Postby MaryB » Sat Feb 28, 2009 3:55 am

jarkko wrote:http://www.theglobeandmail.com/servlet/ ... nment/home
Cohen likes to feel the mood in a room and react, in a process he says is almost spiritual. Which is why, as his music director and bassist Roscoe Beck explained a couple of hours before the show, Cohen tries to leave himself open to momentary whims onstage. "It's heads-up at all times," said Beck, who has played with Cohen since 1979 and put together the band for the current tour. "We may land on a chord and he just may feel that it's not time to come in singing yet, just emotionally it's a nice moment, and he'll decide to extend that moment another bar. We have to be ready for that, we have to be ready for anything. A lyric change, an added bar, a different song."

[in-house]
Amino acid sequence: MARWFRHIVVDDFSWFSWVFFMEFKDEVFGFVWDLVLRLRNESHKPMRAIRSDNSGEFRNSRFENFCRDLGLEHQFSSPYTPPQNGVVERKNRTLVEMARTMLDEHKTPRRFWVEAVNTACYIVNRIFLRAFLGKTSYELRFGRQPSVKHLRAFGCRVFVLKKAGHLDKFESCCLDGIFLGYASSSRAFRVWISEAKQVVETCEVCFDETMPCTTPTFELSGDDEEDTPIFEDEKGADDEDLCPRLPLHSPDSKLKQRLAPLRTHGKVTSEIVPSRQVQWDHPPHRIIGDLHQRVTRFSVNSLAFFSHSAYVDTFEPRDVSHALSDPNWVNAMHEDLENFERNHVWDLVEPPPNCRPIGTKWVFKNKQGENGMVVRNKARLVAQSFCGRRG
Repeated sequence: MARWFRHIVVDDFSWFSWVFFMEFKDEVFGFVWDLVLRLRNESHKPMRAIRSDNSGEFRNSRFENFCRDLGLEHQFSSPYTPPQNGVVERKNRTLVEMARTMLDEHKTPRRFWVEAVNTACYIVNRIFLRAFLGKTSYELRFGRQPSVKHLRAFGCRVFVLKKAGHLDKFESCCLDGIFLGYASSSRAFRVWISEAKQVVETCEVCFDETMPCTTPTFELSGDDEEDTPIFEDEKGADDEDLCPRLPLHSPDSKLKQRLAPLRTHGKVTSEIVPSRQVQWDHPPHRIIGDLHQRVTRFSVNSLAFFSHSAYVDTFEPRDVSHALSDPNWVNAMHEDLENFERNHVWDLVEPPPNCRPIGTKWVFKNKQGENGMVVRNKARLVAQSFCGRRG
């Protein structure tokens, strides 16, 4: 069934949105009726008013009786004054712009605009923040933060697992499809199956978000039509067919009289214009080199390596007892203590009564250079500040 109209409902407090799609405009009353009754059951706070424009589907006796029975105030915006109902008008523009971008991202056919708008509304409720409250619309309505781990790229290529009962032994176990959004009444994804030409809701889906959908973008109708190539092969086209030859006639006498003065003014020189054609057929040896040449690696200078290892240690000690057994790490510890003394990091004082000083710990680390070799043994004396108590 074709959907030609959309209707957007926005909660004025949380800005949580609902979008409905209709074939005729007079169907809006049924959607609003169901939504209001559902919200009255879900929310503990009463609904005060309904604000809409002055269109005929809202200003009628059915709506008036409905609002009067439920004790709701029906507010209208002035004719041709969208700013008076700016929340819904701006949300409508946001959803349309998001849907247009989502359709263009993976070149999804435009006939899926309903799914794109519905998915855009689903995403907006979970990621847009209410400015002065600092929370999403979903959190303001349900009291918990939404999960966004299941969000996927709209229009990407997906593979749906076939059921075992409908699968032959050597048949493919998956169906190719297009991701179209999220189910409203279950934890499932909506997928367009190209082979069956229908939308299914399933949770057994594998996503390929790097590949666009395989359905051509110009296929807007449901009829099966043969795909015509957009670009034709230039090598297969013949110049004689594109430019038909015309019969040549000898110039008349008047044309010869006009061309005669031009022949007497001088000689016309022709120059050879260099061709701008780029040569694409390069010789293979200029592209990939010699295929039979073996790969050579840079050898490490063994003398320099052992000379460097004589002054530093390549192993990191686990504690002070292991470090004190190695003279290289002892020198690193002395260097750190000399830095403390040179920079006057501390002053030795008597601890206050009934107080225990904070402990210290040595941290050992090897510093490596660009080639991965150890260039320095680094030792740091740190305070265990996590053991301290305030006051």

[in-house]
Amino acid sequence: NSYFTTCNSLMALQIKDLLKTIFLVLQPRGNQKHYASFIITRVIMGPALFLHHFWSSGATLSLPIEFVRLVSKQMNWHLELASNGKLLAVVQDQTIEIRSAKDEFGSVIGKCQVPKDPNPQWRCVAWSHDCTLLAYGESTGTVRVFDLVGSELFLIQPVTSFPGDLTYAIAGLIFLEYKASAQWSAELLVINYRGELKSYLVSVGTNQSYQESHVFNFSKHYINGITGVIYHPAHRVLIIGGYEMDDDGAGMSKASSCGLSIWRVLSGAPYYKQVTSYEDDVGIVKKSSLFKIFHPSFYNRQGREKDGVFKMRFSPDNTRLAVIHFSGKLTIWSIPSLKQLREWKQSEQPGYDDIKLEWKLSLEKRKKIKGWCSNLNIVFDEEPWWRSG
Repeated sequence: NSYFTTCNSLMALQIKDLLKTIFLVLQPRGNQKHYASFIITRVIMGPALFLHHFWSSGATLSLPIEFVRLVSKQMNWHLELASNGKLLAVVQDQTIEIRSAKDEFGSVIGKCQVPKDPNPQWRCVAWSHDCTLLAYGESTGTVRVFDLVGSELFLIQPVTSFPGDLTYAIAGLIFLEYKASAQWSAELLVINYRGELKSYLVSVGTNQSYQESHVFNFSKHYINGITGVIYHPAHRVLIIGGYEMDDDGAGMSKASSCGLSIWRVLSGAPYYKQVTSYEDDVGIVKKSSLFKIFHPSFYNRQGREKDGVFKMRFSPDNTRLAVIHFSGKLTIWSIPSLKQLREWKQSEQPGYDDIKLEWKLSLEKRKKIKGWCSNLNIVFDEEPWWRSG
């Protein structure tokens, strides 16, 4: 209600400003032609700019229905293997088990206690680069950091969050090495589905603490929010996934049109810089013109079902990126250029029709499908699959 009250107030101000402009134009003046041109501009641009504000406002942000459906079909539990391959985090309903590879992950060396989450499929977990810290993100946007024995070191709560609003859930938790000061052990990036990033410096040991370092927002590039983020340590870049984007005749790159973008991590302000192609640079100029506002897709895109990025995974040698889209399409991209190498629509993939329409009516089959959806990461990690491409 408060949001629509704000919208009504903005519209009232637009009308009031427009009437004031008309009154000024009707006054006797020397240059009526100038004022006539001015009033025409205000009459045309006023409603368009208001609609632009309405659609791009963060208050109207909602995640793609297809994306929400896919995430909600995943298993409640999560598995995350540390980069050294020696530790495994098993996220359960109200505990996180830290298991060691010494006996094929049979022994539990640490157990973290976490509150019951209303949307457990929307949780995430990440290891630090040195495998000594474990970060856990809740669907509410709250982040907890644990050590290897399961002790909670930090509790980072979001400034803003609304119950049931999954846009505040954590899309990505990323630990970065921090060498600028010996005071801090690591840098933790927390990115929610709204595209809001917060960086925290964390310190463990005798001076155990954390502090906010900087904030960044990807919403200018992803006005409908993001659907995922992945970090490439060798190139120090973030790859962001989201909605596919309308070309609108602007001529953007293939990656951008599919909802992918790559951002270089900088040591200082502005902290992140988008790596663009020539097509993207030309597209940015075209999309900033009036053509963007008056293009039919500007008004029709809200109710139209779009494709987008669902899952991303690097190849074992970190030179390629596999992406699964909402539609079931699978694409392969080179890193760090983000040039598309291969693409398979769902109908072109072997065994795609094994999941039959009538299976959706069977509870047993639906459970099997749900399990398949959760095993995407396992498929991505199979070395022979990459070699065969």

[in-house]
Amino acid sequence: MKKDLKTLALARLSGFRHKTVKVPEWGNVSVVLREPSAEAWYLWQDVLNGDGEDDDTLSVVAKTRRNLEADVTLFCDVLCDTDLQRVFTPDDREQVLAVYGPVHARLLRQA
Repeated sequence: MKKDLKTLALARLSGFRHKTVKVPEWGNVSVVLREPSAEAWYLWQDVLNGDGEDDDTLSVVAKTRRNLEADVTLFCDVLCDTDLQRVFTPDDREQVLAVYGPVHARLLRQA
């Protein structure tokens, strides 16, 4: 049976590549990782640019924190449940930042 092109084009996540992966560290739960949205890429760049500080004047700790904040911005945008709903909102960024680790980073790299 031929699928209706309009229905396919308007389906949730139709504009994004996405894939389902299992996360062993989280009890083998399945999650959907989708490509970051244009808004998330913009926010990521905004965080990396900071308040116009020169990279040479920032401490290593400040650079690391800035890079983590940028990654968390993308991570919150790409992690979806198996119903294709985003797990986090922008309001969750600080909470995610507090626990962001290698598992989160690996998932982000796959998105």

[/quote]

Jarkko,
Does this mean we can yell out song requests during a concert :lol: :?: Thank you Jarkko for this a bit more revealing article!
Warmest regards,
Mary
1993 Detroit 2008 Kitchener June 2-Hamilton June 3 & 4-Vienna Sept 24 & 25-London RAH Nov 17 2009 NYC Feb 19-Grand Prairie Apr 3-Phoenix Apr 5-Columbia May 11-Red Rocks Jun 4-Barcelona Sept 21-Columbus Oct 27-Las Vegas Nov 12-San Jose Nov 13 2010 Sligo Jul 31 & Aug 1-LV Dec 10 & 11 2012 Paris Sept 30-London Dec 11-Boston Dec 16 2013 Louisville Mar 30-Amsterdam Sept 20
yentek
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Re: Coffee and candour with Cohen / Globe and Mail

Postby yentek » Sat Feb 28, 2009 4:30 am

Nice article. So much better than the one in the New York Times.